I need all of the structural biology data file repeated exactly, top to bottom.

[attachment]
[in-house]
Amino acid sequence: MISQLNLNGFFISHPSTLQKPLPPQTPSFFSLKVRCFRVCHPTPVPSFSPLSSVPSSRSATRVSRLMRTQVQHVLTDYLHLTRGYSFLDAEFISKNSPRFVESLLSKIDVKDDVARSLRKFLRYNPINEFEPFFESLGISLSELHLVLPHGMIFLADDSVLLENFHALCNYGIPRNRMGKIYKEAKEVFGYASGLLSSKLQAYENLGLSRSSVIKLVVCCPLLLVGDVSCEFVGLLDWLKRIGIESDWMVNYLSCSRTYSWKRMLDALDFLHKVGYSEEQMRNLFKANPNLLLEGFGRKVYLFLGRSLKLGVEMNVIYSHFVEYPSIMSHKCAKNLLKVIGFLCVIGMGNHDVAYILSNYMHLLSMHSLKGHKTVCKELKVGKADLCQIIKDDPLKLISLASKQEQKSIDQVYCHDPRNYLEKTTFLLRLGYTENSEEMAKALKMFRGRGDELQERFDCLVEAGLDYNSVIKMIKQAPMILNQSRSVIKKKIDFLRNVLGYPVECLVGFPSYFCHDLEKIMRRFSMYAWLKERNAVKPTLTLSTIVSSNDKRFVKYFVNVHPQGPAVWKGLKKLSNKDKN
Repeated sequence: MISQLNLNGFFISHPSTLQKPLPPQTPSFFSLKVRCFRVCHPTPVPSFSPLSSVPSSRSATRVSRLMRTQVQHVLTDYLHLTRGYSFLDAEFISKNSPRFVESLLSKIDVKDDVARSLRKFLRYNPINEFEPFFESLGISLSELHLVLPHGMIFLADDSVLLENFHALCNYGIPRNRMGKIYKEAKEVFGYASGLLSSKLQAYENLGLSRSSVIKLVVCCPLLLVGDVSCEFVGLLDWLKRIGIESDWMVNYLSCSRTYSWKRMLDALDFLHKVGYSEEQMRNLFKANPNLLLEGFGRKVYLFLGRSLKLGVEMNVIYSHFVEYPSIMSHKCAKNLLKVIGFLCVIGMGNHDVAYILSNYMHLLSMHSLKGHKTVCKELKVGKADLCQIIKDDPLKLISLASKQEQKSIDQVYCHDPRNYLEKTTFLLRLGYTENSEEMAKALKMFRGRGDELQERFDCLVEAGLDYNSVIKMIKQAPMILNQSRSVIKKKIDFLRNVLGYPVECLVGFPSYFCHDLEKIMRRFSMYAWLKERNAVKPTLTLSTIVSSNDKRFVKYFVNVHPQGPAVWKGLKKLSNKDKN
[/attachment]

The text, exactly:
[in-house]
Amino acid sequence: MISQLNLNGFFISHPSTLQKPLPPQTPSFFSLKVRCFRVCHPTPVPSFSPLSSVPSSRSATRVSRLMRTQVQHVLTDYLHLTRGYSFLDAEFISKNSPRFVESLLSKIDVKDDVARSLRKFLRYNPINEFEPFFESLGISLSELHLVLPHGMIFLADDSVLLENFHALCNYGIPRNRMGKIYKEAKEVFGYASGLLSSKLQAYENLGLSRSSVIKLVVCCPLLLVGDVSCEFVGLLDWLKRIGIESDWMVNYLSCSRTYSWKRMLDALDFLHKVGYSEEQMRNLFKANPNLLLEGFGRKVYLFLGRSLKLGVEMNVIYSHFVEYPSIMSHKCAKNLLKVIGFLCVIGMGNHDVAYILSNYMHLLSMHSLKGHKTVCKELKVGKADLCQIIKDDPLKLISLASKQEQKSIDQVYCHDPRNYLEKTTFLLRLGYTENSEEMAKALKMFRGRGDELQERFDCLVEAGLDYNSVIKMIKQAPMILNQSRSVIKKKIDFLRNVLGYPVECLVGFPSYFCHDLEKIMRRFSMYAWLKERNAVKPTLTLSTIVSSNDKRFVKYFVNVHPQGPAVWKGLKKLSNKDKN
Repeated sequence: MISQLNLNGFFISHPSTLQKPLPPQTPSFFSLKVRCFRVCHPTPVPSFSPLSSVPSSRSATRVSRLMRTQVQHVLTDYLHLTRGYSFLDAEFISKNSPRFVESLLSKIDVKDDVARSLRKFLRYNPINEFEPFFESLGISLSELHLVLPHGMIFLADDSVLLENFHALCNYGIPRNRMGKIYKEAKEVFGYASGLLSSKLQAYENLGLSRSSVIKLVVCCPLLLVGDVSCEFVGLLDWLKRIGIESDWMVNYLSCSRTYSWKRMLDALDFLHKVGYSEEQMRNLFKANPNLLLEGFGRKVYLFLGRSLKLGVEMNVIYSHFVEYPSIMSHKCAKNLLKVIGFLCVIGMGNHDVAYILSNYMHLLSMHSLKGHKTVCKELKVGKADLCQIIKDDPLKLISLASKQEQKSIDQVYCHDPRNYLEKTTFLLRLGYTENSEEMAKALKMFRGRGDELQERFDCLVEAGLDYNSVIKMIKQAPMILNQSRSVIKKKIDFLRNVLGYPVECLVGFPSYFCHDLEKIMRRFSMYAWLKERNAVKPTLTLSTIVSSNDKRFVKYFVNVHPQGPAVWKGLKKLSNKDKN